While writing about the new Google iPhone App and it’s voice recognition feature Tim O’Reilly made a comment on his blog, O’Reilly Radar, that I just can’t stop thinking about:
Cloud integration. It’s easy to forget that the speech recognition isn’t happening on your phone. It’s happening on Google’s servers. It’s Google’s vast database of speech data that makes the speech recognition work so well. It would be hard to pack all that into a local device. And that of course is the future of mobile as well. A mobile phone is inherently a connected device with local memory and processing. But it’s time we realized that the local compute power is a fraction of what’s available in the cloud. Web applications take this for granted — for example, when we request a map tile for our phone — but it’s surprising how many native applications settle themselves comfortably in their silos.
Admittedly, I have always been happy with the term ‘Cloud’ being defined as either ‘a mop headed Google geek’ or ‘the place my Gmail lives’ but it occurred to me, after reading Tim’s post, that the cloud has the ability to cause significant positive change in regions where mobile penetration is increasing, i.e. Africa, Asia, the Middle East, etc. While all the pieces had been floating around in my head for a while I am just now understanding that we really need to drag very little out to Africa for them to have incredibly powerful technology in the palm of their hand (and that such thinking is inherently poisonous) and that we are better off attempting to facilitate the connection of their handsets to The Cloud in order to assist with effecting positive social change.
With massive GSM penetration in places like Uganda it makes you wonder if we haven’t been missing the point for some time now. While Jeff Allen is slogging through a truckload of work down in Sierra Leone to bring a Health Information System online I sit here and wonder if the Swinfen Charitable Trust, Nokia Data Gathering and OSMTrack aren’t signs of better things to come. God knows we need guys like Jeff to put real, hard systems in place (that’s why I founded Humanlink) but I also cannot get over how much work I can get done on my iPhone and how little time I now spend at my computer.
Eduardo over at InSTEDD is already working in this direction with SMS GeoChat and although he’s currently focused on a very defined sector (diseases surveillance) in SE Asia I know they plan a worldwide roll out. While such a system has significant potential I see as much more disruptive applications like OSMTrack and Nokia Data Gathering as innovations that allow any user, for sometimes a nominal fee, to generate data and share it at will. (I should also throw in Nokia Sports Tracker as it also offers a very useful tool for collecting track data.) The only problem with such applications is that they rely on upper end phone models which are definitely not the norm in the developing world although I am confident that the penetration of smart phones into these markets will continue to increase.
If the general populace can collect data for their locations and post this information to open sites like Open Street Map then aid workers will have a repository of data to work off of if and when there is another emergency. The UN folks do a great job of pushing maps for humanitarian disasters but, as we saw with Georgia, maps take time to create and update so a much more proactive stance is required. I have already posted on the impressive amount of work put into creating maps for places like Kabul, Baghdad, and Tbilisi by people like Kevin Toomer. Compare OSM to Google Maps (or any other online source) in these areas and the results will astound you. These are the places we work and really the only places we really need maps for. In an emergency the first thing I always did was to build a dossier for the event location and maps were and integral part of that package. I didn’t have time to wait for Reliefweb to post updates and satellite imagery from Google Earth can only get you so far. What is needed is a very proactive approach to mapping by agencies and individuals in unstable regions.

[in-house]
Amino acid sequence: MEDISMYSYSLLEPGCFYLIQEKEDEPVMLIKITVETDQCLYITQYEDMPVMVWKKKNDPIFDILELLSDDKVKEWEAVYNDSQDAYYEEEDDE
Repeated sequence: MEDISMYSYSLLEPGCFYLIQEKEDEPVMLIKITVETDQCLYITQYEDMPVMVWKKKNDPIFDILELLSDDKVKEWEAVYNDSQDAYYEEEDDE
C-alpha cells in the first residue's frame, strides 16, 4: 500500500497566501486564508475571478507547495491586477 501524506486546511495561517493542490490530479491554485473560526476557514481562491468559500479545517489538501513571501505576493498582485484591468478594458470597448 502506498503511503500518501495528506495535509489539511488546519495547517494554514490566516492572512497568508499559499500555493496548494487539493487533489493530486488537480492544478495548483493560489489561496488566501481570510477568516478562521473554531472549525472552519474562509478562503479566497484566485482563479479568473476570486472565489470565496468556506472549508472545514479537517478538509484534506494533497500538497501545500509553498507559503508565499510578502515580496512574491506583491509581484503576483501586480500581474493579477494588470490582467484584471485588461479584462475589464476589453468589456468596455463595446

Once that data is collected, whether it be GPS tracks or health data, it can easily pushed to the cloud from a mobile handset bypassing the whole download/upload routine. This makes me think of the Congolese health officer who Jeff wrote about who had terrible trouble producing reports for MSF from his desktop due to a virus and a shoddy connection which came through his mobile handset via neighboring Uganda. I wonder if the lion’s share of his data collection could have been done from a high end handset? Gone are the days of worrying about whether or not the generator is running virus on Windows machines. Now it is possible to carry your office in your pocket and with a collapsible solar panel you can motor on indefinitely. You don’t even need a network connection as you can simply upload the data once your are back within reach on your mobile carriers signal.
Dmitri Torpov is making $0.99 per download over at the App store for his OSMTrack and may also be doing a hell of a lot of good for future aid teams. If only one person takes their iPhone to the field and commits to mapping their tracks while going from health post to health post and then uploading that data via a local network (either while roaming or on a cracked handset) the world might just be a better place. My guess is that mapping Monrovia, Goma, Juba, etc. now will pay off in the long run. With the cloud hovering over Africa rapidly growing in size the advantage goes to those folks on the ground who have the power to generate the data and ultimately benefit from it.